George Osborne has become the first senior Tory to distance himself from Boris Johnson's remarks about IQ and inequality.
In a speech this week, the Mayor of London had said noted that 16 per cent of "our species" had an IQ of less than 85, and just two per cent of had an IQ of more than 130. Under such conditions, true equality was never possible, he said: "Indeed, some measure of inequality is essential for the spirit of envy and keeping up with the Joneses that is, like greed, a valuable spur to economic activity."
On the Andrew Marr Show, Osborne said: "I would not have put it like that. I don't agree with everything he said. I think there is actually increasingly common agreement across the political spectrum you can't achieve equality of outcome, but you should be able to achieve equality of opportunity. You should give everyone, wherever they come from, the best chance, and, actually, education is the key to this."
Boris Johnson's speech provoked near-unanimous condemnation from the left. In the Evening Standard , Jenni Russell called his argument "utter rubbish":
Britain is a starkly unequal society where the dice are loaded against the poorest children and in favour of the richest from the moment of their conception. Success has infinitely more to do with background and upbringing than with talent or determination.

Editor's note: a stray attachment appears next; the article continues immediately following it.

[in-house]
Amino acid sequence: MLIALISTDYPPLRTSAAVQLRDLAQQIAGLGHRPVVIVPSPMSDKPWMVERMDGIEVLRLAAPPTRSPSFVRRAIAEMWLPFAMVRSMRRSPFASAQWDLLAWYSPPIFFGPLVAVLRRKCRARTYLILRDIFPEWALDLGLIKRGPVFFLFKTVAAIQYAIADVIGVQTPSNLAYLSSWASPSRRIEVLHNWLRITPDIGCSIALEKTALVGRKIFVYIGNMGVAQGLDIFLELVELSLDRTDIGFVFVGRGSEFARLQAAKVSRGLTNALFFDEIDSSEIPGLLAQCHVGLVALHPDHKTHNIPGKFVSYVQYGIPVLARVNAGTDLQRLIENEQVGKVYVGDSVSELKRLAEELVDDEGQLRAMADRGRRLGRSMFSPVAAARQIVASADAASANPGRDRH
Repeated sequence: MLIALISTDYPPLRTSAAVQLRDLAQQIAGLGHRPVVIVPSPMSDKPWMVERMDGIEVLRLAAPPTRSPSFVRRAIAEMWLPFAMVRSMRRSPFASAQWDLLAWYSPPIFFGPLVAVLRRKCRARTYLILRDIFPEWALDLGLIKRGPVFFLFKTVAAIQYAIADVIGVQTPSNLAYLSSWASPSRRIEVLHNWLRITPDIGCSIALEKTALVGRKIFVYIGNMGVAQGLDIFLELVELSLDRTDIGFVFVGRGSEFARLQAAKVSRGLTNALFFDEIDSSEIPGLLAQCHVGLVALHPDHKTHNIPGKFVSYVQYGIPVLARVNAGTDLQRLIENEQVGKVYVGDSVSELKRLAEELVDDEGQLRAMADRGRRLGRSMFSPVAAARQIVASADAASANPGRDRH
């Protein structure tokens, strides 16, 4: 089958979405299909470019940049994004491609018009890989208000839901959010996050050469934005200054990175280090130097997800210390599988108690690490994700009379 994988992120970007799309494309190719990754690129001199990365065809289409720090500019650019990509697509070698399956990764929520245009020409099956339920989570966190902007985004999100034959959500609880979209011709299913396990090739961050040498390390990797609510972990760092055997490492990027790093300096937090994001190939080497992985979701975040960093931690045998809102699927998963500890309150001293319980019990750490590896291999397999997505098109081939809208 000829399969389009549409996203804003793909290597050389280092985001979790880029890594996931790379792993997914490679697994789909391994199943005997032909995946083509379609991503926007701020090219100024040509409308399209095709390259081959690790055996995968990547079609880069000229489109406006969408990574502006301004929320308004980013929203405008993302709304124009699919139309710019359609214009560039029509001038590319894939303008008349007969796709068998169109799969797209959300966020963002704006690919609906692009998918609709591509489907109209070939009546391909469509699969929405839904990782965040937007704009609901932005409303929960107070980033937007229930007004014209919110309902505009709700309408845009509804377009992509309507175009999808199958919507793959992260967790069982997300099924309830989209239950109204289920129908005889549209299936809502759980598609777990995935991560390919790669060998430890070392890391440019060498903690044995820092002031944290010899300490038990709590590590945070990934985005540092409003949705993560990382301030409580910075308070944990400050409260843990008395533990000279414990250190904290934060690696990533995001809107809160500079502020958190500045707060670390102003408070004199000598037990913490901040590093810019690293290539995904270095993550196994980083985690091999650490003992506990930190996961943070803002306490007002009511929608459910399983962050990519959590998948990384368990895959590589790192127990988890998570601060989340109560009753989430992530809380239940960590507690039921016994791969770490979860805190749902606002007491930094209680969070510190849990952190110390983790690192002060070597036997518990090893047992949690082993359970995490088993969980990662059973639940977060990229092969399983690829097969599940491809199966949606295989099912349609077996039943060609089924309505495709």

In the Observer , Andrew Rawnsley asked the Mayor:
The Conservative party is also charged with being disdainful of ordinary people. Labour have clearly and repeatedly signalled that they plan to fight the next election campaign by attacking the Tories for not caring about the majority. Would it be smart to suggest that large swaths of the population should be written off on the grounds that they are too thick to compete?
The Liberal Democrat leader Nick Clegg said the comments revealed "careless, unpleasant elitism".
But so far politicians on the right have largely remained silent. (The press were warmer: the Mail and Times reprinted extracts of the speech, while the Telegraph's Benedict Brogan wrote a piece entitled "Thank goodness for Boris ". ConservativeHome's Iain Dale  provided a rare dissenting voice.)
While the Cabinet will be able to keep their heads down until the autumn statement takes over the news cycle, David Cameron may be unable to duck the question of whether he agrees with Johnson. He's flying to China tonight with a press pack in tow.
Will any of them ask him if he thinks that inequality is good thing?